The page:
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Fay and Fluffy’s Drag Queen Story Time coming to NOTL

When I was young, growing up in this town, I assumed everyone lived a life like mine. Nothing in my limited experience told me otherwise.

When I was young, growing up in this town, I assumed everyone lived a life like mine.

Nothing in my limited experience told me otherwise. My friends lived in houses similar to mine, they wore the same clothes, bought from the same stores, and 90 per cent had both a mother and a father — at least that is what I thought.  Of course, I was only a child and my world was very small, but yet, I wonder how many times my assumptions continue to get in the way of true understanding and compassion. 

I still live in Niagara-on-the-Lake, and although much has changed, we remain a very homogeneous community — on the surface at least. As a whole, we are a town of privilege, we do not struggle with the many issues that our neighbouring cities contend with. Last week, our staff attended a workshop about how to deal with people experiencing homelessness. As I sat and listened, my thoughts were of gratitude: “I’m glad that this topic is not very relevant to our experience at the NOTL Public Library.”

But should I be so arrogant as to think that no one in our community feels marginalized, judged? We are frontline workers. We are mandated to accept anyone who comes through our doors.  We are to break down barriers and welcome all regardless of sex, race, religion, and socio-economic status. How do we do this?

The first step is to recognize that, despite appearances, we are all different — something society seems to accept at face value. However, what if someone feels different and that difference makes them feel alone, marginalized, or unsafe? What if this person is a child without the vocabulary to express how they feel or the life experience to understand that who they are is okay?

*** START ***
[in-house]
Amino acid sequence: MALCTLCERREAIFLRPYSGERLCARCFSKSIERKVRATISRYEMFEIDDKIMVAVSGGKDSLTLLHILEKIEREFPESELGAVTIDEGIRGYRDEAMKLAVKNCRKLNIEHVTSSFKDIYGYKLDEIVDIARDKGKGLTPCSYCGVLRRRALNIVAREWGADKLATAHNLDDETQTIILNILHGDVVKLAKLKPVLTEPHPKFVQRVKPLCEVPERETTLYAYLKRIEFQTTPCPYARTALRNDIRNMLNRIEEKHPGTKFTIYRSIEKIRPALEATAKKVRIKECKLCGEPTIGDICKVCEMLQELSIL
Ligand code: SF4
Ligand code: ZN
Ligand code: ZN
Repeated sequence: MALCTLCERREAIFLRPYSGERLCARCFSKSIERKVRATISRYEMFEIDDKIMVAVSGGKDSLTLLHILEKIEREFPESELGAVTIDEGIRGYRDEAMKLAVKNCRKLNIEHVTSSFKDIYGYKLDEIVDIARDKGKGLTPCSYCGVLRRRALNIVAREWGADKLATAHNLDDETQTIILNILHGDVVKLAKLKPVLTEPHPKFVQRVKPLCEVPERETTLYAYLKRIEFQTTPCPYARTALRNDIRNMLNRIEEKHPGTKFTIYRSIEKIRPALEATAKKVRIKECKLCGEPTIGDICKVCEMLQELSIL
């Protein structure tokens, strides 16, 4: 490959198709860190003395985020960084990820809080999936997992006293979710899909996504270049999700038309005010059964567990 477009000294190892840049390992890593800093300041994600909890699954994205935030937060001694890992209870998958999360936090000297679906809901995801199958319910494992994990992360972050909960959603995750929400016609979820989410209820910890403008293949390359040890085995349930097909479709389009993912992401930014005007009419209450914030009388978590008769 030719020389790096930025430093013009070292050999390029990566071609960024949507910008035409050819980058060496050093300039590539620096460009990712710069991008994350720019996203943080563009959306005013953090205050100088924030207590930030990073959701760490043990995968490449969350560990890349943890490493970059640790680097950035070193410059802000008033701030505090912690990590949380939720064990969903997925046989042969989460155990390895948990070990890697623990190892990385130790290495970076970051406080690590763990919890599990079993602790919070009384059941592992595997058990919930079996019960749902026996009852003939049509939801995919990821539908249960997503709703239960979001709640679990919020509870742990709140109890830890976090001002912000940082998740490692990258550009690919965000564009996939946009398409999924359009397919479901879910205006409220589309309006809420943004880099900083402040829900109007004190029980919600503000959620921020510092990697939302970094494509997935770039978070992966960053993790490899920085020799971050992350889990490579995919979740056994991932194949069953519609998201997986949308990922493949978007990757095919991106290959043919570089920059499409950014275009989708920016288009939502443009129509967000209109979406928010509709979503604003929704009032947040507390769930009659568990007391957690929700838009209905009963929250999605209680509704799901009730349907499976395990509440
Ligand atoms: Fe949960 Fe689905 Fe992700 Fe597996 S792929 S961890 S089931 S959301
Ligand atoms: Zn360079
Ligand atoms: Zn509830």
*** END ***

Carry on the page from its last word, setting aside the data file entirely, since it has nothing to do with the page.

JP Kane and Kaleb Robertson are both early childhood educators who travel around Southern Ontario providing amazing story times focused on inclusion, acceptance, and fun. They are also known as Fay and Fluffy and they are drag queens. Yes, there is much singing and laughter and more glitter than you can imagine, but their message is powerful no matter your race, your income, the structure of your family, or how you identify, you are loved, you are special. Even a giant hot pink wig and false eyelashes are celebrated in this place.

I spent almost 10 years as an occasional teacher with the DSBN and at that time had the opportunity to teach many Kindergarten classes. In one such class, there was a little boy who routinely chose to play in the dress-up centre and always dressed in the princess costumes, never the prince. I watched how his peers played with him without judgement. I heard the remarks of other adults in the school, which were not always kind. And I wondered if his parents knew, and if so, how they reacted. Maybe this little boy was gay, maybe he just liked the silky feel of the pink satin skirt. It doesn’t matter. I just hope he grew up feeling the unconditional love we all deserve. 

At a time when the news and internet are filled with so much ugliness and intolerance, I am proud to be part of an organization such as the public library, that aims to lead with empathy and compassion. Fay and Fluffy share these values. I am inviting you and your family to a celebration of diversity, to sing, dance and learn on Saturday, Sept. 28 at 2 p.m. See you at Fay and Fluffy’s Drag Queen Story Time.

Please register online at